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Archive for the ‘Tourism’ Category

View down a hill near downtown San Francisco, December 26, 2008

View down a hill near downtown San Francisco, December 26, 2008

I just wrapped up a vacation to San Francisco, where a friend from high school joined me to attend another friend’s wedding. We arranged to have an extra day on either side, so we could do a little vacationing in the city.  Our approach to sightseeing highlights two contrasting approaches to tourism — and to city planning.

One approach might be called “destination based”.  It assumes that, within a city, there are certain, distinct sites you want to see, or particular activities you want to do.  For example, you might want to:

  • See the San Francisco Opera’s production of La Bohème;
  • Visit the Exploratorium (a hands-on science museum);
  • Climb the twisting Lombard Street;
  • Take a boat over for a tour of Alcatraz; or
  • Look at the Asian Art Museum.

In the extreme form of this approach, all that matters is that the particular destinations get visited and the planned activities get done.  The in-between things — the trips from one activity to the next, and the spaces one must pass through to reach them — are incidental and irrelevant.

My friend and I took a contrasting approach, which we might call “place based”.  This approach assumes not only that the spaces between activities are relevant, but that they are actually the whole point of going to a place.  If you take a place-based approach, you are more interested in how the neighborhoods look, how the locals live, and what the “feel” is of a place.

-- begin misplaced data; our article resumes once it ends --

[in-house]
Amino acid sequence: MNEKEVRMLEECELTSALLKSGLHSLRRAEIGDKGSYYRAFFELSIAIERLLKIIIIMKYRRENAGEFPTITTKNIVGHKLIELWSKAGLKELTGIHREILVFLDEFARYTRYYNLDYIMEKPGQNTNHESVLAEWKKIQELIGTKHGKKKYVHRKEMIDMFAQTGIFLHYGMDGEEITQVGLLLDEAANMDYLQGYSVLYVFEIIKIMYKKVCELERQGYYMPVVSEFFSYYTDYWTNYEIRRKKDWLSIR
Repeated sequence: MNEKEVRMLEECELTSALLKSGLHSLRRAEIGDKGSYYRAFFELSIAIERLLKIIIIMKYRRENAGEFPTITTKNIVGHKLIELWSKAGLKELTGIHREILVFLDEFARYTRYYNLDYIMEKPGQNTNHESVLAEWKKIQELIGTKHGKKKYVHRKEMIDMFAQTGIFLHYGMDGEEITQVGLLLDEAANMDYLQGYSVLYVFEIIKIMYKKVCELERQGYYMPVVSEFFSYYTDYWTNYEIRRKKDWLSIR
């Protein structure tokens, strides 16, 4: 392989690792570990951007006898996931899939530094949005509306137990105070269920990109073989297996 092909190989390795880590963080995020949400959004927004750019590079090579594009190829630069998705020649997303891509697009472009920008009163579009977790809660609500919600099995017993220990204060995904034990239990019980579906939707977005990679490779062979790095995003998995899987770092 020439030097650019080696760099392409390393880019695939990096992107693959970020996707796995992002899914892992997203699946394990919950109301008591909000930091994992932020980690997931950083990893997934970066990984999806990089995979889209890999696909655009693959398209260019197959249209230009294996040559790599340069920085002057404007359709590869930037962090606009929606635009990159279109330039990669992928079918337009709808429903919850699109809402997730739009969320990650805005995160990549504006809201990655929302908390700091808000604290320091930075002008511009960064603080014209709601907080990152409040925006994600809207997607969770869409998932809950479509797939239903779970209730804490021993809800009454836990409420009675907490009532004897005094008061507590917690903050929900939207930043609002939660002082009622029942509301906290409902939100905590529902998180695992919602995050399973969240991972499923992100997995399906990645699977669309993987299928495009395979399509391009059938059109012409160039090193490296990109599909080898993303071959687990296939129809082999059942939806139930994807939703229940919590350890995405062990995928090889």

Now, we did have a short list of things to do — eat some Italian food in North Beach, eat some dim sum in Chinatown, and look at the public library — but, with three full days in the Bay area, that left a lot of time in between.  And that was just perfect, because all we really wanted to do was walk around San Francisco: to see how people were dressed, to enjoy the architecture and public art, and to admire the almost obscenely rich variety of goods and services available.  (After Sunday’s dim sum breakfast, we passed a bookstore — sadly, closed — devoted to nothing but architecture.  I peered in the window, and it was huge.)

It wasn’t just our choice in goals that made this possible.  The places we visited — downtown, Chinatown, North Beach, the Tenderloin, and Nob Hill — were all worth visiting, independently of our particular goals.  They had their own distinct character, and they were all destination rich: that is, while they weren’t equally attractive, they offered plenty of reasons for people to be there.

In my mind, this is characteristic of good cities.  People want to be there — not just at their destinations, but in the spaces themselves.  This can only happen if the spaces are both useful and interesting.

Useful spaces are those that meet a variety of human needs: eating, shopping, meeting, socializing, playing, and residing.  They are robust: they don’t lose their utility after one need is met, but continue offering opportunities.

In a way, it’s their utility that lets them be interesting.  For a place to develop its own character, it needs a measure of insularity, just as a person needs a measure of solitude to develop his or her own character.  But this can only happen where a variety of life’s needs are met.  Otherwise, people flee their own communities and don’t pay them enough attention.  (My guess is that this is why Fairbanks is so much more interesting a place to live than Eagle River: when you’re a suburb of Anchorage, you don’t have to develop as many of your own industries, house your own jobs, or sustain your own culture.)

San Francisco got this way partly through historical accident: most of the city was built before private car ownership was the norm (the Presidio was founded about the time of the American Revolution), so people took it for granted that they’d rather live near their jobs, grocers, and other life business.